With an election coming up to replace Chicago's retiring arts Pharaoh, mayor Richard Daley, it’s a time of transition for the arts community in our hometown. Maybe that’s one reason for the unusual confluence of research and data-sharing projects getting underway.
Our firm alone is working on three city-wide and state-wide studies in the arts: one for the Chicago Department of Cultural Affairs to understand the needs of artists; one for the Chicago Community Trust and four leading arts organizations looking at arts education in the public schools; and another for Arts Alliance Illinois, the advocacy and service organization, to learn what arts organizations around the state need most.
There are also new data analysis and tracking efforts like the Illinois Cultural Data Project (sister to CDPs around the US, based on a model the Pew Foundation developed in Philadelphia), a Creative Vitality Index (part of regional planning effort for the Chicago area, in which the arts are just a part), and a local version of the National Arts Index launched two years ago by Americans for the Arts.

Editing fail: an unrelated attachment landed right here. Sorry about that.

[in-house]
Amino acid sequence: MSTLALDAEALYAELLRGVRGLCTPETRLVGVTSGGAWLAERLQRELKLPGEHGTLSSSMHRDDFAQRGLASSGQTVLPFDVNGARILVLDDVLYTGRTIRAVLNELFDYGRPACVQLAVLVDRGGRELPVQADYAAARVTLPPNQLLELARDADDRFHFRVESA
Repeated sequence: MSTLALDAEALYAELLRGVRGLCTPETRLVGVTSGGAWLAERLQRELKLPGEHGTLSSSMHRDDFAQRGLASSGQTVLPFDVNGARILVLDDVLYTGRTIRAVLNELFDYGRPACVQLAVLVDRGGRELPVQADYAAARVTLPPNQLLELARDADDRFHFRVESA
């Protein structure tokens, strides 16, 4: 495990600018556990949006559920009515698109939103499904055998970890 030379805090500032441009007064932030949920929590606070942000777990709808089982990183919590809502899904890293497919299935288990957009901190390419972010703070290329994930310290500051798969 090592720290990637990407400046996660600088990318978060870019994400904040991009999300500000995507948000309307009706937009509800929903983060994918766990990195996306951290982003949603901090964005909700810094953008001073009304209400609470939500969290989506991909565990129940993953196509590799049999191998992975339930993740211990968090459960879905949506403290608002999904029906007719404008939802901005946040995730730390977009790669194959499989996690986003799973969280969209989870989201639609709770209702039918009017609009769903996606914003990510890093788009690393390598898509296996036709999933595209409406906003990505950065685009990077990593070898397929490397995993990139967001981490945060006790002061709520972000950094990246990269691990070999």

One thing all these initiatives share is a spirit of community: they’re ensemble efforts, not star turns. Another is a hunger for objective data on which to ground decisions — data that help us get past our assumptions and take realistic, responsive actions. Both are welcome trends, and we’re happy to be a part of it here in Chicago (and around the country).
If you’re not in Chicago, and even if you’re not in the arts per se, the findings from all this collaborative research may still be relevant to your cultural or educational institution. Stay tuned as the reports are published this Spring. And meanwhile, tell us what kind of research is going on in your community this year.
— Team Slover Linett
Photo: Corey Wagehoft, Flickr (thanks!)